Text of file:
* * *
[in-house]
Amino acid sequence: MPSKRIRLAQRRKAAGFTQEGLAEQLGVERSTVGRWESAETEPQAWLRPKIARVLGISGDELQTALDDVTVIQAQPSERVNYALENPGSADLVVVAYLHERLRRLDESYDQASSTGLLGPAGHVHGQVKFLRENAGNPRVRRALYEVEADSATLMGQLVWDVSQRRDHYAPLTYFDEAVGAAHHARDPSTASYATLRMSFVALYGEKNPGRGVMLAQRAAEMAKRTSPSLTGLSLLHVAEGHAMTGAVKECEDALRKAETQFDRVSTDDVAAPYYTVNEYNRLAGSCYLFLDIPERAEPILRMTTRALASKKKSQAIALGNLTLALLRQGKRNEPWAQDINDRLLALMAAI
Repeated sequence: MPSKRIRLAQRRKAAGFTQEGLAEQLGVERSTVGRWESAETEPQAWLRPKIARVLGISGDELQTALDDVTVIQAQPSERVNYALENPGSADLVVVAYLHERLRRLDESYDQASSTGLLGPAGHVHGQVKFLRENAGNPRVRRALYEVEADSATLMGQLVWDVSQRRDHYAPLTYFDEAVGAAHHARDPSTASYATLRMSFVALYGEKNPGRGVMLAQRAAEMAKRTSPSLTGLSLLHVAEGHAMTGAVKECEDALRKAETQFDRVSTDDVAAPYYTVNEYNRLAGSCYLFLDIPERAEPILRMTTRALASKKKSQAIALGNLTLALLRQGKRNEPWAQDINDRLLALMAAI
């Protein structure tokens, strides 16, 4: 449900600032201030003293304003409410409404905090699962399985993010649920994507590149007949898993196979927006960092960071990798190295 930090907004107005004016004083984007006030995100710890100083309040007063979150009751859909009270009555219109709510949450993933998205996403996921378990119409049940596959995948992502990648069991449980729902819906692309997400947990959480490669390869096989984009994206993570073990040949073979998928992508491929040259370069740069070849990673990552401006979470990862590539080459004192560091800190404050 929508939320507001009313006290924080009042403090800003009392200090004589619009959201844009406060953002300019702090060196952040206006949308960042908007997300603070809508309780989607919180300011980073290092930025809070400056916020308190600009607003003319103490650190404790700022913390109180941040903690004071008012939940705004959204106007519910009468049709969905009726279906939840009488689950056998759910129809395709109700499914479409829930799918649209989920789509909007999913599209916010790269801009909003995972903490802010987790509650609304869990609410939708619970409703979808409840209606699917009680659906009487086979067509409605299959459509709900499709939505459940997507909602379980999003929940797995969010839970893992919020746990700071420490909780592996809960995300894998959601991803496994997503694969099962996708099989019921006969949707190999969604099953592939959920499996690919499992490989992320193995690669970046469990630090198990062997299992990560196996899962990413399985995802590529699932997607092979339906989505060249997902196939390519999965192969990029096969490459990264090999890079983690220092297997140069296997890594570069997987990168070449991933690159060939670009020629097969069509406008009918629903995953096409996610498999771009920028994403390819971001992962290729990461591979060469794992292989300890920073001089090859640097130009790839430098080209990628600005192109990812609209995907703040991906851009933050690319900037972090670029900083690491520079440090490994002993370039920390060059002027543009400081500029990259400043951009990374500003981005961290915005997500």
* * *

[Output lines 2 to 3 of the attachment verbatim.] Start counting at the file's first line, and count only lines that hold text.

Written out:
Amino acid sequence: MPSKRIRLAQRRKAAGFTQEGLAEQLGVERSTVGRWESAETEPQAWLRPKIARVLGISGDELQTALDDVTVIQAQPSERVNYALENPGSADLVVVAYLHERLRRLDESYDQASSTGLLGPAGHVHGQVKFLRENAGNPRVRRALYEVEADSATLMGQLVWDVSQRRDHYAPLTYFDEAVGAAHHARDPSTASYATLRMSFVALYGEKNPGRGVMLAQRAAEMAKRTSPSLTGLSLLHVAEGHAMTGAVKECEDALRKAETQFDRVSTDDVAAPYYTVNEYNRLAGSCYLFLDIPERAEPILRMTTRALASKKKSQAIALGNLTLALLRQGKRNEPWAQDINDRLLALMAAI
Repeated sequence: MPSKRIRLAQRRKAAGFTQEGLAEQLGVERSTVGRWESAETEPQAWLRPKIARVLGISGDELQTALDDVTVIQAQPSERVNYALENPGSADLVVVAYLHERLRRLDESYDQASSTGLLGPAGHVHGQVKFLRENAGNPRVRRALYEVEADSATLMGQLVWDVSQRRDHYAPLTYFDEAVGAAHHARDPSTASYATLRMSFVALYGEKNPGRGVMLAQRAAEMAKRTSPSLTGLSLLHVAEGHAMTGAVKECEDALRKAETQFDRVSTDDVAAPYYTVNEYNRLAGSCYLFLDIPERAEPILRMTTRALASKKKSQAIALGNLTLALLRQGKRNEPWAQDINDRLLALMAAI